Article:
Queensland fruit fly strikes twice in 18 months
The detection of a male Queensland fruit fly in a trap in the Parihaka port area of Whangarei on January 21 this year left growers reeling. It's horticulture's worst nightmare – the foot and mouth disease-like horror that growers went through in May 2012 when a Queensland fruit fly was found in a trap at Mt Roskill, Auckland. This year again it's only one fly and as of late January it remained only one fly. However for growers, who see biosecurity – or the failure thereof – as the single biggest risk to their livelihoods and a $2.5 billion industry, one fly is still a terrifying omen. For citrus growers chairman Rick Curtis, of Kerikeri, the event is a double whammy because Psa had just recently arrived in the area. “We're all as nervous as hell.”
“We're constantly told we have a world-class biosecurity system, but there's a gulf between that statement and the practical reality of being reliant on it.
“At least 80% of research and development in the citrus industry is spent on pests that have arrived in the last 10 to 15 years from other countries. It's hard to get ahead and become less chemically reliant as a result. “Biosecurity is the single biggest risk to my business.
“We're all as nervous as hell.”
“The MPI guys on the ground do a fantastic job, it's the level of resourcing government and the community think is enough that's a concern, especially for a country that has an agriculture-based economy. We keep getting breaches of biosecurity, and it's the same biosecurity that is supposed to cover farmers as well as horticulture.”
Kumeu tomato grower and HortNZ board member Tony Ivicevich is taking a wait and see approach. “The export market is worth $2.5 billion and that is put at risk. At the moment it's wait and see if it's a one-off again. “I'm naturally pleased to have a trapping system in place, but disappointed to find they have found something.” Biosecurity is not being taken seriosuly enough, says avocado grower Roger Barber. Avocado Industry Council director and growers association representative, Roger says growers' livelihoods are at stake.
“(It's) very concerning for any grower exporting. Our livelihoods are at stake “The Queensland fruit fly is adapted to more tropical conditions than here, so it is unlikely to be established but we need to be sure.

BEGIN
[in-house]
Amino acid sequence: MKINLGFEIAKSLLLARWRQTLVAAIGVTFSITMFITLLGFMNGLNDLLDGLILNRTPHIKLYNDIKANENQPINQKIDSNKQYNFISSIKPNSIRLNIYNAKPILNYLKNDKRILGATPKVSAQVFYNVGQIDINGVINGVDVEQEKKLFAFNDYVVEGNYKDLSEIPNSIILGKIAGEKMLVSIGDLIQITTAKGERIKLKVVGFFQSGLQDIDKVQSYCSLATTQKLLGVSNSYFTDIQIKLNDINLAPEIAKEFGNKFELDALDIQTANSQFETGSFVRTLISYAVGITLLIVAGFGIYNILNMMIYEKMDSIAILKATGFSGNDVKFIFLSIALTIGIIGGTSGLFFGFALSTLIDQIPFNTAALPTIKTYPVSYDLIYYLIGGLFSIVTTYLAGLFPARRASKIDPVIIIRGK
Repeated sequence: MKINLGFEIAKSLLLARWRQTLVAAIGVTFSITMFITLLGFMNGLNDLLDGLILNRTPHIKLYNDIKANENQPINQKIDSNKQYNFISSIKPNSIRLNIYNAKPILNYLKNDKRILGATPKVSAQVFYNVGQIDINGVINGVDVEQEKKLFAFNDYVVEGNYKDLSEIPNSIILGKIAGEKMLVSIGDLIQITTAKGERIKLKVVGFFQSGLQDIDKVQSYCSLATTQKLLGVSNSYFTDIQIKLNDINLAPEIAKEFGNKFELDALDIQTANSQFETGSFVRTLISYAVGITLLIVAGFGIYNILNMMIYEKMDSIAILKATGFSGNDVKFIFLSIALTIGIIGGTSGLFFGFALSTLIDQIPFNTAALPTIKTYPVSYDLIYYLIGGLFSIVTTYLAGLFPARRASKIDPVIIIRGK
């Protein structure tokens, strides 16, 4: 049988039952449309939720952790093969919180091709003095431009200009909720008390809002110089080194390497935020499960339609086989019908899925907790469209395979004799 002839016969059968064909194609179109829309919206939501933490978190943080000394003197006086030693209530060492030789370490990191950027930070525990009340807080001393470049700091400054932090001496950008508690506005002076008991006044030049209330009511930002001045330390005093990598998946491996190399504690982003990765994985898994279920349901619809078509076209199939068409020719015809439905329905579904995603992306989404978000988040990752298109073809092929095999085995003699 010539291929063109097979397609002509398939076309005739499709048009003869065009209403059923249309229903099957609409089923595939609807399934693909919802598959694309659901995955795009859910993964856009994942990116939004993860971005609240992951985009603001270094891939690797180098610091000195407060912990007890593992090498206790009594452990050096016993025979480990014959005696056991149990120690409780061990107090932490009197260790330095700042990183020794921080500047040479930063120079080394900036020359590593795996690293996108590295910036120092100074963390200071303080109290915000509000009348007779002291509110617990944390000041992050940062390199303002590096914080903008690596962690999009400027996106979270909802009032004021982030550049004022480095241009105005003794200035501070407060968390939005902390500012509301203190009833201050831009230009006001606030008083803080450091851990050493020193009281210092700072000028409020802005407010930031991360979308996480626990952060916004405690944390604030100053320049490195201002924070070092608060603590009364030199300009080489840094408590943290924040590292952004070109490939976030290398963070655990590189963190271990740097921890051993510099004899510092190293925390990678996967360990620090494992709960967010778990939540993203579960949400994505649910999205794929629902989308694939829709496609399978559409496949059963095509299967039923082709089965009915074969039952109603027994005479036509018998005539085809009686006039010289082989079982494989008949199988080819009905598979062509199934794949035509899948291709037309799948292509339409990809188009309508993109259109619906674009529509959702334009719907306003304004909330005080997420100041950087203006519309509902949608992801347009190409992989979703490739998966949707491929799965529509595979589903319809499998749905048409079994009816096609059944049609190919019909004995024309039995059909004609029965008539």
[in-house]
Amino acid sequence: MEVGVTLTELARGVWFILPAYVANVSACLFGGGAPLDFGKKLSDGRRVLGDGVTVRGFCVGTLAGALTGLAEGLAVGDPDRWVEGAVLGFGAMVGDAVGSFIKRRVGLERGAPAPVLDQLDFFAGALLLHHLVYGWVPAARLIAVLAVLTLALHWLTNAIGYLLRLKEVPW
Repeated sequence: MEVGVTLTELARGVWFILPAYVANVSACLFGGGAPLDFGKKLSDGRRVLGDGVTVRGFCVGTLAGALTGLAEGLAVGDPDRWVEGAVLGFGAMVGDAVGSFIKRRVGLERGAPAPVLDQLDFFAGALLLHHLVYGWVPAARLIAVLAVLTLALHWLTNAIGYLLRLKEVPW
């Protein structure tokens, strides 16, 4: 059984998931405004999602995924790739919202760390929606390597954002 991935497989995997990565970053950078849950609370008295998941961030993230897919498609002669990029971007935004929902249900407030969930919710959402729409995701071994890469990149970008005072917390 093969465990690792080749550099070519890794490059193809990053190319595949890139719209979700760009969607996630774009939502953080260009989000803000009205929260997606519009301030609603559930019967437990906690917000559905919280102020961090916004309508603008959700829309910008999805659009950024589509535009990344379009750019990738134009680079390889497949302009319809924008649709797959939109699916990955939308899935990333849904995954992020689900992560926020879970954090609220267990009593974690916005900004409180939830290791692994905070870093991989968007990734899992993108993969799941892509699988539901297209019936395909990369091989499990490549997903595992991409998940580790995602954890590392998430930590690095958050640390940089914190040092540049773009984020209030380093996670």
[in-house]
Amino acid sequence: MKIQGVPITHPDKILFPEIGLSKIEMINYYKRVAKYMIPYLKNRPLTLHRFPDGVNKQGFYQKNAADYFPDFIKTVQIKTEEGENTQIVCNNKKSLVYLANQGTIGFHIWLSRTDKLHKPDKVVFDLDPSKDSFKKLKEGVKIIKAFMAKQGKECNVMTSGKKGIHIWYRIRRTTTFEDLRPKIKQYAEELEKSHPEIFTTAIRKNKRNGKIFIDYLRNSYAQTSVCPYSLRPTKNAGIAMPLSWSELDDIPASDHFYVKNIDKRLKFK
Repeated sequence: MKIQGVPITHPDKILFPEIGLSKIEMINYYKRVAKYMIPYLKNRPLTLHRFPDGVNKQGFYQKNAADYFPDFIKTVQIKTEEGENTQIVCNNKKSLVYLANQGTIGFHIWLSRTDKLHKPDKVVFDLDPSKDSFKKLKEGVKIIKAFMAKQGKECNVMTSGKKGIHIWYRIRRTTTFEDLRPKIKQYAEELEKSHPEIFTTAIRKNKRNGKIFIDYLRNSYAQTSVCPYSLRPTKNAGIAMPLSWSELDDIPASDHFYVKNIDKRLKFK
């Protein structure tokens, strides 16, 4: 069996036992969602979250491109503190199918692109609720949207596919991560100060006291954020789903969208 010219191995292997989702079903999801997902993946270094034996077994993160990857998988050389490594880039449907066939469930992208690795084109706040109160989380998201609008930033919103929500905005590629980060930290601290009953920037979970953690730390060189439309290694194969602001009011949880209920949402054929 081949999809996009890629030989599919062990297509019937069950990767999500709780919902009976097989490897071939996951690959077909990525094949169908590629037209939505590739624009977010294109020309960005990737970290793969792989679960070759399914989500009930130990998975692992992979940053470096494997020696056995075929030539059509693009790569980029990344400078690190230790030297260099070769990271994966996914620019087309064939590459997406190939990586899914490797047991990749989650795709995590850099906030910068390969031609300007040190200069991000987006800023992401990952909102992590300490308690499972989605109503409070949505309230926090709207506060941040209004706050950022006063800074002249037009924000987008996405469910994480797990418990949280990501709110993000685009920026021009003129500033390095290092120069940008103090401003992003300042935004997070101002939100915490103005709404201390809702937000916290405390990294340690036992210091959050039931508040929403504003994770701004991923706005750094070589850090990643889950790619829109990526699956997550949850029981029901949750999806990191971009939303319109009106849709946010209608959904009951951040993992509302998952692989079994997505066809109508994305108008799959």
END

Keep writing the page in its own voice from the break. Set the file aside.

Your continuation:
“It would be unlikely to survive our winter – unlikely but not totally out of the question. We still have to take it seriously in regard to our overseas market entry.
“More of a worry is the Mediterranean fruit fly as it's more suited to our climate.
“I don't believe biosecurity is taken seriously enough, particularly at the airport which focuses on getting tourists through quickly. It's interesting that where fruit flies have been recorded before have been in the corridor between the airport and port of Auckland, so it's no surprise this one was found near the port (in Whangarei).
“Much more scrutiny of tourist luggage is needed.” Tamarillo Growers Association manager Robin Nitschke, of Maungatapere said growers were holding their breath, but there was no need for panic with just one fly found. “Biosecurity is never good enough but I think it has ramped up from what is was, with more personnel and sniffer dogs.
“There is never a nil risk of incursion, and MPI is doing the best it can with limited resources when the job is huge. They have reacted very quickly and appropriately.
“There are two issues with fruit fly – the destruction and damage to crops so they are not saleable, and the damage to international markets and our reputation. “It will be some time before we hear the all clear. As tamarillos are a winter fruit it probably won't affect us. But we are holding our breath at this stage and will have to wait and see. It shows how vulnerable our whole industry is though.” Persimmon Industry Council chairman Duane Wells, of Kawi, was happy with MPI's response.
“Trapping in place is the first line of defence. We have a very good front line and this has stopped fruit fly from colonising. On the fruit fly side the trapping scheme is working. “Biosecurity New Zealand has done a good job with what they are currently doing, and MPI with its trapping and swift response. It's the fourth find in the last 20 years and none has been able to create a colony.
“The 1996 incursion meant we had to take additional measures to get through the exclusion zone, but nothing that interfered with our markets. It's not going to be life as usual for people in and around Whangarei as this will disrupt the normal flow for the next couple of weeks. “So far I am happy with the response by MPI, and I don't think we could have had a faster response than we have had. I hope it's a solitary find and their intensified tracking system over the next few weeks is going to prove that.” HortNZ board member and kiwifruit grower Dave Kelly said growers were nervous.
“Any biosecurity system if an incursion gets through clearly isn't good enough. The potential economic impact on Northland is huge. The industry employs 1,360 people and it's an important gateway to employment for a lot of people.
“On the positive side, it's one fly in one trap.
“Growers are nervously awaiting the outcome and seek the support of the community especially if it moves on to eradication as well. “It's very early days and fortunately there has been a good level of planning and preparedness with workshops and scenario planning round this.
“We want this dealt with swiftly and with the kiwifruit season coming up want to be able to ship out of the port of Whangarei, but if the exclusion zone remains we won't be able to which will mean extra cost.”